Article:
For the past two years, Ravi Ragbir and his attorneys have been pursuing a case that claims his arrest was in retaliation for his activism and therefore in violation of his First Amendment rights. Ragbir’s attorneys appealed a Manhattan federal court decision to deny him a stay of removal while he fought for his constitutional claim. But on April 25, 2019, Ragbir won an appeal when the 2nd U.S. Circuit Court of Appeals ruled that “A plausible, clear inference is drawn that Ragbir’s public expression of his criticism, and its prominence, played a significant role in the recent attempts to remove him.”
Ragbir attests that a confrontation with ICE during his 2017 check-in in which the press negatively portrayed ICE, prompted a series of retaliatory tactics including deporting his co-founder of the New Sanctuary Coalition, Jean Montrevial. Three days prior to Ragbir’s 2018 arrest, ICE’s New York Office Deputy Director, Scott Mechowski expressed “resentment” to Ragbir’s lawyer over the 2017 events, according to court records.
Immigration activists rejoiced at the 2019 ruling, but the Trump administration appealed the ruling to the Supreme Court, which has returned it for continued proceedings. Ragbir anticipates that process will take months.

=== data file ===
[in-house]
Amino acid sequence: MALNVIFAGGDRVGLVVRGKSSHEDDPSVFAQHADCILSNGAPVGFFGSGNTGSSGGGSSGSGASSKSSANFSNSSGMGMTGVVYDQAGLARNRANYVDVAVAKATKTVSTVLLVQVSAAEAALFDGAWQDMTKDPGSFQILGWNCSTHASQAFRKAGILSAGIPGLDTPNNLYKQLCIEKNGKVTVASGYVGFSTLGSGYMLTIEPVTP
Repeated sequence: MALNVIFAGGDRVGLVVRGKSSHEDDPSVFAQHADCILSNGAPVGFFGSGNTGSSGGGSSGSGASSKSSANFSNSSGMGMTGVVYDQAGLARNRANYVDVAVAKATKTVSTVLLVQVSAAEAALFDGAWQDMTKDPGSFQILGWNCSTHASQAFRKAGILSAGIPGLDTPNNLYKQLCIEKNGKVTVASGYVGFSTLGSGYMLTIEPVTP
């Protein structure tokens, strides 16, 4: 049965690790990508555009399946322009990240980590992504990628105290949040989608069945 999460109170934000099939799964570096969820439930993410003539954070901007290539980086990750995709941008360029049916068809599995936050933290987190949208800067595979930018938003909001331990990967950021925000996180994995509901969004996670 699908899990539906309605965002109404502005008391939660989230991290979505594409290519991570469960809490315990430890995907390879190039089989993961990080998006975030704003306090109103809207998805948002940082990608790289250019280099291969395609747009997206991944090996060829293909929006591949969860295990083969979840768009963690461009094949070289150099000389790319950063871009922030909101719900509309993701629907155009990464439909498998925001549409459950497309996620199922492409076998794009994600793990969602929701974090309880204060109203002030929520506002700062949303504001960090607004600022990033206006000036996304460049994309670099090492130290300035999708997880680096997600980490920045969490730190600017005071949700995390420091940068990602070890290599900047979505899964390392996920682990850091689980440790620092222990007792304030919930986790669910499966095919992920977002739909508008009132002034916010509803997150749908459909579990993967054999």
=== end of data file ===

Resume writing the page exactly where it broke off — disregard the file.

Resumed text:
As an outspoken immigration activist, Ragbir has long been critical of ICE, going so far as to compare its operations to those used in Nazi Germany. Federal authorities maintain, however, that their effort to deport Ragbir is not an attempt to target him but the result of a Trump administration policy decision to deport immigrants who’ve been convicted of crimes. Ragbir was convicted of federal fraud charges in 2001 but had been allowed to remain in the country.
Critics say that Ragbir’s continued struggle to remain in the US reflects a wider trend of retaliatory tactics targeted at immigrant rights activists or outspoken critics of the agency. Scott Warren of No More Deaths (No Mas Muertes) and Pauline Binam, a Cameroonian woman who was nearly deported after speaking out about receiving an unwanted hysterectomy while in an ICE facility in Georgia, are both examples of individuals whose public stances against ICE have led to lawsuits and almost-deportations.